Post First Published: December 25 2021 7:35 PM Post Updated: 25/08/2022 9:48 PM
By Associated Press December 11, 1994, 6:00pm GMT+10
It’s a quiet Wednesday evening, and in a nice home in a nice residential area of northwest Homestead, Fla., a neighborhood Crime Watch group is holding its first meeting.
Addressing the citizens are the Homestead chief of police, Curt Ivy, and the police department’s Crime Prevention Officer, Charlie Crumpler. They’re standing on a nice patio next to a nice pool. They’re talking about the kinds of things the citizens should be on the lookout for, the clues that might indicate possible criminal activity.Chief Ivy is saying that this is a pretty quiet area, where not much illegal activity goes on. But the chief is having a little trouble making his point, because of the engine noise from a low-flying plane.
“So I look up,” Ivy recalled later, “and this plane is coming, and it’s low. It’s VERY low. Then I see a package come sailing down.”
And of course the package turns out to be a 75-pound bale of cocaine. Falling out of the sky. During a CRIME WATCH MEETING.
This would not happen in any normal place. This probably would not happen in a work of fiction.
“It’s too unbelieveable!” an editor would say. “It would never happen!”
Except in south Florida, where EVERYTHING seems to happen; where a twin-engine plane fleeing from U.S. Customs aircraft dropped half a ton of cocaine bales before landing at the Homestead General Aviation Airport, where the two men in the plane were arrested.
In other cities, it’s big news – press-conference time – when police capture somebody on the ground with a few measly little bags of cocaine. Here we have cocaine packages the size of Pee-wee Herman falling out of the sky.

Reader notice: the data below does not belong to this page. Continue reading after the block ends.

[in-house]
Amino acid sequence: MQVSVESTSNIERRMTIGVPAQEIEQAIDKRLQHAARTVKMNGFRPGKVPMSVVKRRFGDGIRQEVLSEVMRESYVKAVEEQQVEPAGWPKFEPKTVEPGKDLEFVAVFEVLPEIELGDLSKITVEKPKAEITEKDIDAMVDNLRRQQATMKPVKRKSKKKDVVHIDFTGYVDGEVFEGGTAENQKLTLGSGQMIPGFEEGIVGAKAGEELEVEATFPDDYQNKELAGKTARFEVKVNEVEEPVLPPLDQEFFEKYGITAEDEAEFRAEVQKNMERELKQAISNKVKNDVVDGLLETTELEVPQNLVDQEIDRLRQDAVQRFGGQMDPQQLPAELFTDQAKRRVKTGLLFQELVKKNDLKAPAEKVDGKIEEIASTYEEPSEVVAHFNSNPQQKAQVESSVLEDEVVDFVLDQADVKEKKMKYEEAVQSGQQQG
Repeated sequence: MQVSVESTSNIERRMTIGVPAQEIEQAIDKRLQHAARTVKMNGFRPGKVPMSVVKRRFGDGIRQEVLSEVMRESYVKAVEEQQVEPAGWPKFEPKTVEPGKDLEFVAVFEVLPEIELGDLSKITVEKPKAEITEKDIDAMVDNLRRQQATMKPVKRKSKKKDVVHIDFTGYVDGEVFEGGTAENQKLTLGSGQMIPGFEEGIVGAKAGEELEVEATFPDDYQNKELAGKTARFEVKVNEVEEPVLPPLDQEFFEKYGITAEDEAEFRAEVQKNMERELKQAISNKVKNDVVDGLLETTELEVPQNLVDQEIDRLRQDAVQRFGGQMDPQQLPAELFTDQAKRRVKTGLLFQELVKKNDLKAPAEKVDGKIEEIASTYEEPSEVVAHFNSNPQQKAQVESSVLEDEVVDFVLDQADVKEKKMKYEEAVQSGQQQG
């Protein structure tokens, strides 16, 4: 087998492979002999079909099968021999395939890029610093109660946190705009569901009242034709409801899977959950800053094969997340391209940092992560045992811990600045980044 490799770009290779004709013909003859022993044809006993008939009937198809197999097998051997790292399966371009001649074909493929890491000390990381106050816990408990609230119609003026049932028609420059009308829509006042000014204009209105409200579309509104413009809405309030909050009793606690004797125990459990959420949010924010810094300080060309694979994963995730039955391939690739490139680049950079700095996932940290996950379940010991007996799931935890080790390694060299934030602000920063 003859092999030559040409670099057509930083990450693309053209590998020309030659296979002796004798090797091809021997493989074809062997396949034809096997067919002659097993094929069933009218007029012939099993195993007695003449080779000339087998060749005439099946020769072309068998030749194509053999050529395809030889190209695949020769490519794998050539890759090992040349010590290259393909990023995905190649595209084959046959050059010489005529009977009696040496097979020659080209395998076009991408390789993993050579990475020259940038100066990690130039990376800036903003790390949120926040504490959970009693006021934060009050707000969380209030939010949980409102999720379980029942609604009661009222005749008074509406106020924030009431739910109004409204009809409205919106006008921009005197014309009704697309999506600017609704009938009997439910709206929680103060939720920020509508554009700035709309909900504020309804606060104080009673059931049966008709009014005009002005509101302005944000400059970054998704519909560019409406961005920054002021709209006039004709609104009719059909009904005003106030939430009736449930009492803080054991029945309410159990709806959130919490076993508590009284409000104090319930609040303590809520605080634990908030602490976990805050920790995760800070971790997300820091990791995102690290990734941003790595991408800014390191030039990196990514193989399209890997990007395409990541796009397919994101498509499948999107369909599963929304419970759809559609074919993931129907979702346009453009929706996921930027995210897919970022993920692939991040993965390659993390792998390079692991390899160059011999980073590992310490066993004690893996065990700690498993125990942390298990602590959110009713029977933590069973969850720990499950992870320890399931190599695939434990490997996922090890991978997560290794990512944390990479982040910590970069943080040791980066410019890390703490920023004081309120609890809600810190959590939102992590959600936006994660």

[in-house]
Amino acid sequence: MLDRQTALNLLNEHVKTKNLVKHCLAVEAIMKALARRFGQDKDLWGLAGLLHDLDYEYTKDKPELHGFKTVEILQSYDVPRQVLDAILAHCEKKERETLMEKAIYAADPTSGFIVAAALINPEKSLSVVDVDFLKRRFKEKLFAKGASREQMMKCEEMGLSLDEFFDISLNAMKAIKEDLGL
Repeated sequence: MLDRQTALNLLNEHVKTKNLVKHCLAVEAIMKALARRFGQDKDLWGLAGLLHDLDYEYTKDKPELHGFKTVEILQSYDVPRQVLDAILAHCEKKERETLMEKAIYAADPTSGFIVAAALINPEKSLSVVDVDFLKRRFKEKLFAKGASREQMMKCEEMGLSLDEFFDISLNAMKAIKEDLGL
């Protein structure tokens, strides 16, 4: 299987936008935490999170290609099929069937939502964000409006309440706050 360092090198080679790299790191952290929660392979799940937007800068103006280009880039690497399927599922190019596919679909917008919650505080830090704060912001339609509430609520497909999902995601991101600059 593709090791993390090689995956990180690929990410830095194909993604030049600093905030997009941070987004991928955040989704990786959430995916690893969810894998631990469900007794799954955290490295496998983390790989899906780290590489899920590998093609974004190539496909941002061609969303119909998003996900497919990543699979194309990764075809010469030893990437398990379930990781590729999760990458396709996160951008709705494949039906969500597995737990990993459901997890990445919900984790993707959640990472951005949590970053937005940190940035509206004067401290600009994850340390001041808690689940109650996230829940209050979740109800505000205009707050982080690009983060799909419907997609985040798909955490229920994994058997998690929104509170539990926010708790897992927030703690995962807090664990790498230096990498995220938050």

SOUTH FLORIDA CRIMESTOPPER TIP: Stay indoors.
Guess where another bale landed. Think hard now; remember that this is south Florida, which makes Oz look like Peoria.
That’s right: The bale hit a church. This is the South Dade Baptist Church, on Southwest 296th Street. The church’s maintenance man, Paul Couey, was standing outside when it happened.
“I saw this plane being followed by a (U.S. Customs) jet,” he recalled. “I said, `Good night! They’re too low!’ They were maybe 30 feet higher than the STEEPLE. Then I saw something kicked out the side.”
This bale was MOVING. It smashed into the ground a few feet from the church school building, bounced sideways into a building column, knocked off a chunk of masonry, then spun out into the parking lot, narrowly missing a group of people and slamming into a Cadillac about 100 feet from original point of impact.
The car was dented. Imagine explaining THAT to your insurance agent.
AGENT: Were drugs involved in this accident?
CAR OWNER: Well, ummm . . .
Wait! There’s more! Another bale, according to a Customs Service press release, “was seen going through the roof of a home in the (Homestead) area.” As of Thursday afternoon, Customs had not confirmed this, but if it’s true, we can only hope that the homeowners were law-abiding citizens, not the kind of people who would be tempted by the sudden arrival in their residence of a narcotics bundle worth roughly $1 million. (“Whoa, Martha! FORGET about the Publishers Clearing House Sweepstakes!”)
If a drug bale did go through a roof, it wouldn’t be the first time. In 1981, a man was sleeping on a sofa in a trailer in South Broward County, and he got up early in the morning to go to the bathroom. While he was in there, a 100-pound bale of marijuana came crashing through the roof into the room he had just left.
“If I had stayed where I was,” the man said, “I would have been wiped out.”
REVISED SOUTH FLORIDA CRIME-STOPPER TIP: Stay indoors and UNDER the bed.
But back to the cocaine: Customs recovered 16 bales and searched for an estimated four more out in the Everglades. Let’s hope the bales are recovered before they fall into the hands of the criminal element, or, worse, wildlife. All we need is a sudden onslaught of jittery alligators wearing beepers and a lot of gold jewelry.
And if you think that sounds far-fetched, you’ve never lived in south Florida.
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